Manage Your Emails

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Email is considered as waste of time…All most every productivity guru talks about cutting down emails, not starting your day with email or keeping Inbox ZERO.

We have been hearing all these nonsense and wonder, actually is it possible to work like the way these so called guru described. Certainly Not. If we have so much of habit and could control our work schedule, we would not have to look at the ways to control our work.

Recent article in HBR certainly resonates this thinking…It starts with the fact that Email is part of our daily work and no way, we can consider it as waste of time…Read excerpt of the rest of the post….

Just check…its really very useful to cutdown few unnecessary emails.

How to Have Control over Email:

  • I stopped seeing it as separate from my “real work.” In the information economy, emailis real work. So I made a conscious decision to stop looking at email as something that took me away from important work and start viewing it as part of building  relationships — something that’s really important to me. Once I made this mindset shift, it was easier to make time for email.
  • I stopped using email to manage my to-do list. This post describes my pre-conversion life pretty well: I’d leave important messages marked as unread to remember to come back to them later (but then they’d get buried by new messages fairly quickly) and I’d email to-do lists to myself. Having tried paper to-do lists and several different task tracking apps (including one that transformed my list into a quest — though I never advanced beyond “Junior Ent Sapling”) I’ve finally settled on Trello, which is super-simple and has a fantastic app/desktop integration.
  • I stopped allowing days of back-to-back meetings. I used to let my calendar get filled up with meetings; at the end of the day, I would return to an inbox filled with hundreds of unread messages and a sinking feeling in my heart. I tried to fight back by blocking out large chunks of my calendar a couple of times a week, but my coworkers, seeing a 2-hour “meeting” in my calendar would know it was a fake and book me anyway. Now I book 30-min or 1-hour meetings at random times throughout my week, so that I always have about two hours “free” per day. (Try to catch me now, suckers!)
  • Two weeks before I go on vacation, I put the dates I’ll be away in my email signature. This is a much better way of giving colleagues a heads-up than a mass email message, which few people will read or remember, and it lets me deal with last-minute requests before I leave so that I can fully disconnect while I’m away. When I return, I steadfastly avoid meetings for a couple of days so that I can catch up. Unless you are a sitting head of state, I don’t see why you should have to check your work email from a vineyard in Tuscany, or the back of a burro in the mountains of Patagonia, or sitting by grandma’s Christmas tree. I realize that some people’s bosses are unreasonable about this; part of why I work at HBR is to convince these bosses that they are wrong.
  • I stopped expecting a human brain to solve a problem created by technology. I used to feel bad — really bad — when important emails would get lost in the impenetrable wall of unimportant near-spam that took over my inbox every day. (No, I do not think HBR should publish an article on the start-up selling a toilet seat for cats, but thank you, Ms. Publicist, for suggesting it — three times.) I finally accepted that this was a technology problem that required a technological solution. After looking into a few options, I installed SaneBox, a filtering system that uses an algorithm to decide which emails are the most important. Those are shunted into your inbox, which suddenly looks much less cluttered; the rest go into a “SaneLater” folder. I go through the SaneLater folder every other day to make sure nothing crucial is languishing in there. I also started using, which combines your newsletter subscriptions into one daily digest and unsubscribes you from the lists you don’t want to be on.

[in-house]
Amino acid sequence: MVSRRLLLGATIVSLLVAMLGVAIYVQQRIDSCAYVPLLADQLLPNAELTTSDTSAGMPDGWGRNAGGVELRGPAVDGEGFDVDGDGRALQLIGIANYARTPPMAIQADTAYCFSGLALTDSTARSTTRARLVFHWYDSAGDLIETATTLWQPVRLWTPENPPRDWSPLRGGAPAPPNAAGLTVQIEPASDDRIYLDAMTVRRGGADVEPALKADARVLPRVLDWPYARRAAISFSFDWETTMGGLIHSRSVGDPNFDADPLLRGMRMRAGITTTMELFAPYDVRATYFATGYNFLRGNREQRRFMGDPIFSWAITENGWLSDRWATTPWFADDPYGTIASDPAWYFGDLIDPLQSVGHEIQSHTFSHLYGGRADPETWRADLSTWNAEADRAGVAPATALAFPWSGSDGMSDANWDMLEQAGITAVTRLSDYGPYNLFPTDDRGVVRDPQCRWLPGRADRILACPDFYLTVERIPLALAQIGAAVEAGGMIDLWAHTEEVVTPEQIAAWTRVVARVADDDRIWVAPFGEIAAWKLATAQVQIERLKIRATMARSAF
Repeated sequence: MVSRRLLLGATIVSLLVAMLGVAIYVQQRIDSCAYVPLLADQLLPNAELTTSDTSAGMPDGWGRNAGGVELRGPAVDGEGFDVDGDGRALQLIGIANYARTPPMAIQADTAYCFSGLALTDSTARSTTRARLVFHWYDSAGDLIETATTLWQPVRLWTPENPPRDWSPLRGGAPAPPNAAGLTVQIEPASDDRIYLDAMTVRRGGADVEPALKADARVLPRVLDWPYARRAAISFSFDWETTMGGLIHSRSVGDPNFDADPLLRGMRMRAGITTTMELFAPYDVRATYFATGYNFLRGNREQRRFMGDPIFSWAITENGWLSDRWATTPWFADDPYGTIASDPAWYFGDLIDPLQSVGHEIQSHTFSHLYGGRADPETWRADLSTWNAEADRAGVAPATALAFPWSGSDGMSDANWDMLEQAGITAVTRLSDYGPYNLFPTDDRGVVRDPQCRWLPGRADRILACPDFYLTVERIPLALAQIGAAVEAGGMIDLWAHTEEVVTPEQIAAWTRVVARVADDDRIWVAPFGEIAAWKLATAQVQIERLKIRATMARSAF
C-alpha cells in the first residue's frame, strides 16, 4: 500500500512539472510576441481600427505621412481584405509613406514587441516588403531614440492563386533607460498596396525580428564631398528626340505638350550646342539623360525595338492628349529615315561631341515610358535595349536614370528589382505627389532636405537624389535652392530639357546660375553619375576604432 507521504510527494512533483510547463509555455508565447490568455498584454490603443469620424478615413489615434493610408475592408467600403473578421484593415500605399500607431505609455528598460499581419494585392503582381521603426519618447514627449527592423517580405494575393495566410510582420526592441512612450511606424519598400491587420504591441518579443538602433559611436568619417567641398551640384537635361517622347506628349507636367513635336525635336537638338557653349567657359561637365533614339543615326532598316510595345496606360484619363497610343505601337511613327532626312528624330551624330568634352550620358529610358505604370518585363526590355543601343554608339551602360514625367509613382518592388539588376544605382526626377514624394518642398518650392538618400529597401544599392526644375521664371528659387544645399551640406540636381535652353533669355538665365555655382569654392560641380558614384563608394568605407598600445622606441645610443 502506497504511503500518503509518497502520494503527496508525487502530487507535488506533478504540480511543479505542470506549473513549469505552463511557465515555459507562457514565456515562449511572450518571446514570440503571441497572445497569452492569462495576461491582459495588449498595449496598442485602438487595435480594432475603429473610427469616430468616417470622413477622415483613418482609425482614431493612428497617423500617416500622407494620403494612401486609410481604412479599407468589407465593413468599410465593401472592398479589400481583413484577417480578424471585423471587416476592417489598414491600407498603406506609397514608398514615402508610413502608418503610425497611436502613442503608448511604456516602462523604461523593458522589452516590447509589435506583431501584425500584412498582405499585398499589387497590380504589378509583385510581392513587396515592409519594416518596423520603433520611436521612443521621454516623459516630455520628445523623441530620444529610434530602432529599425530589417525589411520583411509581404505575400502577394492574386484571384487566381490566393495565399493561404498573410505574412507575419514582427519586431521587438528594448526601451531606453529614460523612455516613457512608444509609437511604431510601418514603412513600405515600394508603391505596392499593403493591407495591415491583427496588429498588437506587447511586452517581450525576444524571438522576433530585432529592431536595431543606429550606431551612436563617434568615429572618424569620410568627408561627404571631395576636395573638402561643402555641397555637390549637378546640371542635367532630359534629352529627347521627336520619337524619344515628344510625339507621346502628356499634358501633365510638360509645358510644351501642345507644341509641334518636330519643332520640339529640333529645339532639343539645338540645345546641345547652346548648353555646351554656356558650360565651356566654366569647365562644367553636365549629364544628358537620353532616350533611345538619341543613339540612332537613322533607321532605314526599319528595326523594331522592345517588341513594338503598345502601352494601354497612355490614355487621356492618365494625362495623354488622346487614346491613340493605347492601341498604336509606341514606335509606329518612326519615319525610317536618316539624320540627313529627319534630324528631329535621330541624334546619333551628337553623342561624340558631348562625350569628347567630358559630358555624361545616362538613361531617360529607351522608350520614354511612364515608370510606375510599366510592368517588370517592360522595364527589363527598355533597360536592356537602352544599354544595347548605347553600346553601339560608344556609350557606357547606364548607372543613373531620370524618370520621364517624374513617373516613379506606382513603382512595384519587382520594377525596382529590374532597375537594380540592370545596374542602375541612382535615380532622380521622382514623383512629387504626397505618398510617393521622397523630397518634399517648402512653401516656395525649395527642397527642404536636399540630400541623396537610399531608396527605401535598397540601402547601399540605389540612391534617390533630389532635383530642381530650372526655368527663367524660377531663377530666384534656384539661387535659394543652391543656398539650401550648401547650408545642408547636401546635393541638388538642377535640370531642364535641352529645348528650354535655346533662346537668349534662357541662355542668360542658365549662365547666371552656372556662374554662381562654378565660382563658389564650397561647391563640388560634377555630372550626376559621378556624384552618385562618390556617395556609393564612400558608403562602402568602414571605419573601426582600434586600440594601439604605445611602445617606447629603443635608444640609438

• I use my smartphone much more. (This is the “half” tactic.) While most of the published advice I’ve read on managing email urged me to avoid relying on my phone, I’ve found that it helps me craft quicker responses that get right to the point (in case you haven’t noticed already, I have a tendency towards the verbose). And since it says “sent from my phone” in the signature, people aren’t as likely to be offended by brevity

Effective Email Communication

Posted on Leave a commentPosted in Communication, Email

October 09, 2013

Write Emails That People Will Read

Corporate employees receive and send more than 100 emails a day on average, and competition for readers’ attention is fierce. Luckily, crafting emails that encourage people to read and act is relatively easy. Before you start typing:

  • Put the subject line to work. Most of us already use our subject line to predict the “what” of the email, e.g. “Monthly Financials.” But it’s also the place to build a personal bridge: “Monthly Financials, per Peter’s request,” or to indicate urgency: “Monthly Financials. Need feedback by Tuesday.”
  • Visually highlight the key message. Clear structure and typographical signaling, like bolding and bullets, will boost the odds that your reader will get your message quickly and respond in ways that meet your goal.
  • Time the delivery for maximum impact. Never send an email at the end of the day or the start of a weekend. Make sure people are opening it at a time when they’re at their desks and have time to read it.

Courtesy : HBR  “The Art of Irresistible Email,” by Katie Smith Milway.